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P321 Economic burden of sickness absence among newly employed municipal workers
  1. Ana Lucia Leao1,2,
  2. Anadergh Barbosa-Branco1,
  3. Ivan Steenstra2,
  4. Donald Cole2,
  5. Marilia Turchi1
  1. 1Institute of Tropical Pathology and Public Health, Federal University of Goias, Goiania, Brazil
  2. 2Dalla Lana School of Public Health, University of Toronto, Toronto, Canada


Objectives To determine the incidence and costs of sickness absence (SA) among newly employed Brazilian municipal workers.

Methods A dynamic cohort composed of all permanent civil servants hired from 2005 to 2011 by the Goiania municipality, in Brazil. Records of medically certified SA longer than three days were provided by the municipality. Incidence density (ID) was calculated per 1,000 person-years in each ICD-10 category. The costs were calculated by summing the benefits paid for work days lost during the follow up time.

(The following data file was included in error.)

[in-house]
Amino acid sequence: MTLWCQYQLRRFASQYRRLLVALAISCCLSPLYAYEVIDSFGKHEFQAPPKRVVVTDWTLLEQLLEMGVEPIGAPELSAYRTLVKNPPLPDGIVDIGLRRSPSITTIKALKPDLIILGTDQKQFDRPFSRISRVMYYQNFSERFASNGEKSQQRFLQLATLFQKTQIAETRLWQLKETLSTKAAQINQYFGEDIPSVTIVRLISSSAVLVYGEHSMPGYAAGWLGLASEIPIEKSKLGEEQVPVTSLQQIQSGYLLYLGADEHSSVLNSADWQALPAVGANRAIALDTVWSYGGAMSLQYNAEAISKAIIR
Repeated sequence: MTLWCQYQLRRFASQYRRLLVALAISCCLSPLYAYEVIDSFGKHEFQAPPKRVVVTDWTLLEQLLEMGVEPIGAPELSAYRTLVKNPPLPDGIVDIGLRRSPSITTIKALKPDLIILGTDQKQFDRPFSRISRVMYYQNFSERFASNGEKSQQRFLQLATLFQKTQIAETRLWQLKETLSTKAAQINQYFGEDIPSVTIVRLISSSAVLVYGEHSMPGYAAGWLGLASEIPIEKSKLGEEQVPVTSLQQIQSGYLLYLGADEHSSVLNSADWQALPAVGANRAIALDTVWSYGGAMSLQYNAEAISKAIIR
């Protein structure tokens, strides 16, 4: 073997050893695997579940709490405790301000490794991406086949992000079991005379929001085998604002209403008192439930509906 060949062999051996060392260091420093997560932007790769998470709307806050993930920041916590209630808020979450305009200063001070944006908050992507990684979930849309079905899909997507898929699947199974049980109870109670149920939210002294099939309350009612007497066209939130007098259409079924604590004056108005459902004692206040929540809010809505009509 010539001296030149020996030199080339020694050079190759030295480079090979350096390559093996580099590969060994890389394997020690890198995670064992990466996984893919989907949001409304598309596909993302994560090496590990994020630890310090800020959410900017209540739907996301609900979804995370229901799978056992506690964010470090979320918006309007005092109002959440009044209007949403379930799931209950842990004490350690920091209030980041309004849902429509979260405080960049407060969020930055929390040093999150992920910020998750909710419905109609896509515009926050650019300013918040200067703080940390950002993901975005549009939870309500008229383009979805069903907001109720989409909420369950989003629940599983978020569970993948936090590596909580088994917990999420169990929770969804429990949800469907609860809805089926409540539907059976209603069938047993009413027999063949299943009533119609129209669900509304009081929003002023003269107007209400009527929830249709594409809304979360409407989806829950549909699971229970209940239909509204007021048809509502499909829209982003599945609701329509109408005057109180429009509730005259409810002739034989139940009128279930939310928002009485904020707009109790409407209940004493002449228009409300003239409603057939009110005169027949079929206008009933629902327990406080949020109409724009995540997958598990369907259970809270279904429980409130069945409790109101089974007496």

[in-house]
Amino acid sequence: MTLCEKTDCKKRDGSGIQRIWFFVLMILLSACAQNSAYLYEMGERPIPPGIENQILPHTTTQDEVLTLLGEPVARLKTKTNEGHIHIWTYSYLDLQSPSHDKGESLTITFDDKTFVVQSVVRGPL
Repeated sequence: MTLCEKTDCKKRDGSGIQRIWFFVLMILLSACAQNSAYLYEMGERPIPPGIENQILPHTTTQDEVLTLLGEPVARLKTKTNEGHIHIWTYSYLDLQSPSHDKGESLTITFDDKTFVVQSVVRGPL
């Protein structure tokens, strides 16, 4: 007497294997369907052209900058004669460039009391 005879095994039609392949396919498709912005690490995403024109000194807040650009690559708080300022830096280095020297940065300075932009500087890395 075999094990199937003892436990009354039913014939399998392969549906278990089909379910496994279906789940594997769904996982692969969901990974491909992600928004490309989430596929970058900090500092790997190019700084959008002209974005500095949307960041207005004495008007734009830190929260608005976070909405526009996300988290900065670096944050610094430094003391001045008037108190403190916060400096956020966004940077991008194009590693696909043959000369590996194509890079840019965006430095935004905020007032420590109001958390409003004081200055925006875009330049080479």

Results 18,450 workers, median age of 32 years, accumulated 14,909 SA episodes totaling 323,646 work days lost. The total cost of sickness absence was $8,963,217,592 USD. The mean SA episode was 22 days, and the mean cost was $601.1/episode. Overall the ID was 228.8 episodes per 1,000 person-years. Diagnostic groups with the highest SA ID were injuries (48.3 per 1,000 person-years), musculoskeletal diseases (31.0 per 1,000 person-years) and mental disorders (28.1 per 1,000 person-years). Highest episode costs were associated with mental disorder and injuries, and the lowest costs were for infectious diseases. Major cost peaks were observed among females (71.4%), aged 25 to 34 years (41.4%), married (51.2%), with high education (54.9%) and highest income (59.6%), among health professionals (30.9%), with multiple jobs (63.3%) and working part time (55.6%).

Conclusions This study showed a substantial economic burden of SA among Brazilian newly employed workers. Our findings suggest the need of the implementation of preventive actions target to new workers, such as proper training, reduction of work-related stress, adequate supervisor support, and the surveillance of early symptoms.

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